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  1. I think it looks like an interesting concept. The name troubles me slightly because of the word "Nest". At first glance I thought it was somehow to interface wirelessly with the nest system of house monitoring and management. Is it possible that the name will confuse other potential buyers, or (worse yet) draw unwelcome attention from the Nest company? (So far I haven't thought of a better name. )
  2. I have a series of old recipes for Hachiya persimmons. I'm getting ready to use a windfall of those persimmons in a few baking projects. The suite of spices called for in the cake and cookie recipes is cinnamon, nutmeg, cloves and allspice. I like cinnamon. I like nutmeg and allspice in small touches but they can be overdone for my taste. Cloves I detest, and I'm going to leave them out. That makes me wonder, however, whether I can take this recipe in another sweet direction altogether. What other spice combination might I use with persimmons to make a nice baked product - sweet but not jarringly so? Suggestions, anyone?
  3. Melamine

    Is this what you mean? I bought this last year; it's made in China by tagRlivingTM. It has the weight and feel of decent ceramics: heavier than Corelle or fine china, lighter than stoneware. The back side doesn't have the luster look, and it looks like melamine then, but the front is visually convincing. (Audio purists like me will also object to the plastic 'clack', but many folks don't seem to notice sound.) I find it much better than most melamine in terms of heft and appearance. I've seen it in off-white and deep burnt orange as well as this aqua color. It's very sturdy. It's supposed to be dishwasher safe; I haven't tried it. It is not microwave safe.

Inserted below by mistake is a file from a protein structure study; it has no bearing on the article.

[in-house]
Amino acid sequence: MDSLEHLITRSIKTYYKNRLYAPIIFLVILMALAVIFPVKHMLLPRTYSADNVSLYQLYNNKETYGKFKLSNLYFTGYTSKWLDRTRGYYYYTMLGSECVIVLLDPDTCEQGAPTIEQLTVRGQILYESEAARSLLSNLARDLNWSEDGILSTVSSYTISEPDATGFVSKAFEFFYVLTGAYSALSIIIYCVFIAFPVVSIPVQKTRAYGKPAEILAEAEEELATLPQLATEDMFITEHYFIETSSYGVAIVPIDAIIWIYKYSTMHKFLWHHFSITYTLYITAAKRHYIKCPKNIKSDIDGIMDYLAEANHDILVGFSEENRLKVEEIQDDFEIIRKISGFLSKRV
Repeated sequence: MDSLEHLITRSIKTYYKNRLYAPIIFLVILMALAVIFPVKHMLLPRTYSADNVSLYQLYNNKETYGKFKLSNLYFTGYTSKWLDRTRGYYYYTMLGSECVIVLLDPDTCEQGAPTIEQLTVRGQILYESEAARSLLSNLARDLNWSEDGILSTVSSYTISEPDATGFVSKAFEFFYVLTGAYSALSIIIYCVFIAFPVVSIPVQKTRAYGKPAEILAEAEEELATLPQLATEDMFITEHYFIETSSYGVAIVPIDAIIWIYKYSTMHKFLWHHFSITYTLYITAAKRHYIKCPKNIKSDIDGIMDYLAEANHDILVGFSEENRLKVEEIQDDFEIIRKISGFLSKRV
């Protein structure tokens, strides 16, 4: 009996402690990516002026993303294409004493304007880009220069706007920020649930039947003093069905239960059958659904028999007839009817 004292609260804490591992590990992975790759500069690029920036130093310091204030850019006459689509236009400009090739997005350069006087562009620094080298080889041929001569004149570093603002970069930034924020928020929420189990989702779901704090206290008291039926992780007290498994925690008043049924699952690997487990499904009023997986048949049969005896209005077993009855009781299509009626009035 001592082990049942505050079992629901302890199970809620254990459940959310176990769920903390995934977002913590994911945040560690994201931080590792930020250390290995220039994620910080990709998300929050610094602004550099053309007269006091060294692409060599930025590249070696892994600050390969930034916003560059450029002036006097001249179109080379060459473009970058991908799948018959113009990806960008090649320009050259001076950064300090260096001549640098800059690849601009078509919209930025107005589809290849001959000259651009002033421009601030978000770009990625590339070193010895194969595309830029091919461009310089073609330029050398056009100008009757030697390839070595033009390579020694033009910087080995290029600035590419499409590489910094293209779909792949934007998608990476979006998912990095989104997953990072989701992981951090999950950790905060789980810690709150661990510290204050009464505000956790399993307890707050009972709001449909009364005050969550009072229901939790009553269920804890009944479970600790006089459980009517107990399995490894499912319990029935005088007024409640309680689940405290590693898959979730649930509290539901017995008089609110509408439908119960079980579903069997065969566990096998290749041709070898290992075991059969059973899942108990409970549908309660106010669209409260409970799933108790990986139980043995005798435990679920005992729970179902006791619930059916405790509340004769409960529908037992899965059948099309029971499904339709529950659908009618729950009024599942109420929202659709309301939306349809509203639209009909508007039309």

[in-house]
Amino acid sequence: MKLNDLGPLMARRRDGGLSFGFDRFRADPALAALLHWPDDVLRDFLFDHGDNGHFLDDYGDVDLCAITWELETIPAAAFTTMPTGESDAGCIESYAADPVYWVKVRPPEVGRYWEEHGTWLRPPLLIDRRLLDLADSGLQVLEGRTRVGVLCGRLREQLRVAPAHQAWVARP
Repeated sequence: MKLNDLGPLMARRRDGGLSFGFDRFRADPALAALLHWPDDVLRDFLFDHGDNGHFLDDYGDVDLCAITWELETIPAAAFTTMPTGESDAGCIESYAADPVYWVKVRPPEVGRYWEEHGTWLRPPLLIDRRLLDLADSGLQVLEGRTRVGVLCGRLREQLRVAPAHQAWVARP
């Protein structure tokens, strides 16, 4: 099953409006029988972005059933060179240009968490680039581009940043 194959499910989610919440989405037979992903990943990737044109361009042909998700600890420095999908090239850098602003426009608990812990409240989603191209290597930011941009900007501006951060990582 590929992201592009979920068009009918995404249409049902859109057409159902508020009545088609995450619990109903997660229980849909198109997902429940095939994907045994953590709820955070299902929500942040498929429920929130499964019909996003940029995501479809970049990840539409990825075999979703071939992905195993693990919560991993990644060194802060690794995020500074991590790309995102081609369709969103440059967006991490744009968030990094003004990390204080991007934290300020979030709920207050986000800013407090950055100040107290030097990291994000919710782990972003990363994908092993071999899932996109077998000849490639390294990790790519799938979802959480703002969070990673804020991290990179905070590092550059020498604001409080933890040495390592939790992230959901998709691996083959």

4. Thanks for the reminder!
  5. I made a half-recipe of this in my Instant Pot Mini for our Christmas gathering. It was a hit. For the record, I used Neufchatel cheese instead of cream cheese, and it worked well. Also for the record, my 25-year-old nephew informed me that I need to make two cheesecakes next time. I think it's so he'll be able to take one home with him.
  6. Why would an iPad be better as a recipe stand than an Android-based tablet? Wouldn't any tablet dedicated for kitchen use work as well as another?
  7. Pickled herring is quite definitely something that "took" with me when I moved up north! Great stuff! Lutefisk...well, not so much. I have my limits.
  8. I have indeed. Gjetost is easy to come by in the Duluth area, and a very dear friend who's quite proud of her Norwegian heritage made it a point to introduce me to it. I thought it was okay - the sort of thing that I enjoy in the proper context (as in, skiing and picnicking with her) - but haven't been drawn to it on my own. I did not know it was made from whey! Thanks for those links.